Lieu. The gaudy blabbing and remorsefull day, Is crept into the bosome of the Sea: And now loud houling Wolues arouse the Iades That dragge the Tragicke melancholy night: Who with their drowsie, slow, and flagging wings Cleape dead-mens graues, and from their misty Iawes, Breath foule contagious darknesse in the ayre: Therefore bring forth the Souldiers of our prize, For whilst our Pinnace Anchors in the Downes, Heere shall they make their ransome on the sand, Or with their blood staine this discoloured shore. Maister, this Prisoner freely giue I thee, And thou that art his Mate, make boote of this: The other Walter Whitmore is thy share

1.Gent. What is my ransome Master, let me know

Ma. A thousand Crownes, or else lay down your head Mate. And so much shall you giue, or off goes yours

Lieu. What thinke you much to pay 2000. Crownes, And beare the name and port of Gentlemen? Cut both the Villaines throats, for dy you shall: The liues of those which we haue lost in fight, Be counter-poys'd with such a pettie summe

1.Gent. Ile giue it sir, and therefore spare my life

2.Gent. And so will I, and write home for it straight

Whitm. I lost mine eye in laying the prize aboord, And therefore to reuenge it, shalt thou dye, And so should these, if I might haue my will

Lieu. Be not so rash, take ransome, let him liue

Suf. Looke on my George, I am a Gentleman, Rate me at what thou wilt, thou shalt be payed

Whit. And so am I: my name is Walter Whitmore. How now? why starts thou? What doth death affright? Suf. Thy name affrights me, in whose sound is death: A cunning man did calculate my birth, And told me that by Water I should dye: Yet let not this make thee be bloody-minded, Thy name is Gualtier, being rightly sounded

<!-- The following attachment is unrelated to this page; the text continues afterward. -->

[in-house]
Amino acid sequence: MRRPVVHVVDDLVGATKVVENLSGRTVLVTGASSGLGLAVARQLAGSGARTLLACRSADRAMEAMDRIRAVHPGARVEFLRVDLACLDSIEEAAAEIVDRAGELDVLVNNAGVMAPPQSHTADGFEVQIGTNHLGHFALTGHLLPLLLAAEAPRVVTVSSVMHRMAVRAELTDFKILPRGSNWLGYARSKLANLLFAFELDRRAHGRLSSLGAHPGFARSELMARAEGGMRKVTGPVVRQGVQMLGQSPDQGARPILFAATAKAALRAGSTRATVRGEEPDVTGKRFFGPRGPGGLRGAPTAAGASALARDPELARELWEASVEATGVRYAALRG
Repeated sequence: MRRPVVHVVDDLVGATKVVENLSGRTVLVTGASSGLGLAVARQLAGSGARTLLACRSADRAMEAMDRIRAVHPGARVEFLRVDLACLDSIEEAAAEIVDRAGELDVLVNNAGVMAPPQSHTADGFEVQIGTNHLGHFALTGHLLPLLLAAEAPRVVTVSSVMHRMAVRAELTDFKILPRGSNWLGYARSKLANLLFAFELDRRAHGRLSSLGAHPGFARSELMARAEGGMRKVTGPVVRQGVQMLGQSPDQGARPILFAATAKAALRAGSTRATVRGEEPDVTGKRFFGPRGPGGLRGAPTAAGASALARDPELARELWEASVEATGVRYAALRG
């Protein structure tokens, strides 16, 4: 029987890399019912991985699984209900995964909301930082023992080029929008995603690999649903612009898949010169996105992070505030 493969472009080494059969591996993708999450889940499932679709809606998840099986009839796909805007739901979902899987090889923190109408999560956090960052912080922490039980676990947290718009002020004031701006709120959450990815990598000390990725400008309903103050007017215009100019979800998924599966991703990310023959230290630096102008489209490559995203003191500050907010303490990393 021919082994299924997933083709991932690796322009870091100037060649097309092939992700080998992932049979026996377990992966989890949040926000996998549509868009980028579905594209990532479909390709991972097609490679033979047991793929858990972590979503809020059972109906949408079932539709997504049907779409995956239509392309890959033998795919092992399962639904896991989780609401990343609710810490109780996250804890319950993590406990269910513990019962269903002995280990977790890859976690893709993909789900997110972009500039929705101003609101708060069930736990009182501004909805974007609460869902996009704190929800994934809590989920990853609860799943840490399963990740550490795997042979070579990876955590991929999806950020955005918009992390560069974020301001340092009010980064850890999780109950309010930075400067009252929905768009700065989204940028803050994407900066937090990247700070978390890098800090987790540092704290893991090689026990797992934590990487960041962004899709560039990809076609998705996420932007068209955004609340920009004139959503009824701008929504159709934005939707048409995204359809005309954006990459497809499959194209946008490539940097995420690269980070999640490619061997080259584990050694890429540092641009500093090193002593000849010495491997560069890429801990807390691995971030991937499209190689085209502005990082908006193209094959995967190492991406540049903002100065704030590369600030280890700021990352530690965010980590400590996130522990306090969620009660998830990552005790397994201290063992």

Whit. Gualtier or Walter, which it is I care not, Neuer yet did base dishonour blurre our name, But with our sword we wip'd away the blot. Therefore, when Merchant-like I sell reuenge, Broke be my sword, my Armes torne and defac'd, And I proclaim'd a Coward through the world

Suf. Stay Whitmore, for thy Prisoner is a Prince, The Duke of Suffolke, William de la Pole

Whit. The Duke of Suffolke, muffled vp in ragges? Suf. I, but these ragges are no part of the Duke

Lieu. But Ioue was neuer slaine as thou shalt be, Obscure and lowsie Swaine, King Henries blood

Suf. The honourable blood of Lancaster Must not be shed by such a iaded Groome: Hast thou not kist thy hand, and held my stirrop? Bare-headed plodded by my foot-cloth Mule, And thought thee happy when I shooke my head. How often hast thou waited at my cup, Fed from my Trencher, kneel'd downe at the boord, When I haue feasted with Queene Margaret? Remember it, and let it make thee Crest-falne, I, and alay this thy abortiue Pride: How in our voyding Lobby hast thou stood, And duly wayted for my comming forth? This hand of mine hath writ in thy behalfe, And therefore shall it charme thy riotous tongue

Whit. Speak Captaine, shall I stab the forlorn Swain

Lieu. First let my words stab him, as he hath me

Suf. Base slaue, thy words are blunt, and so art thou

Lieu. Conuey him hence, and on our long boats side, Strike off his head

Suf. Thou dar'st not for thy owne

William Shakespeare
Classic Literature Library

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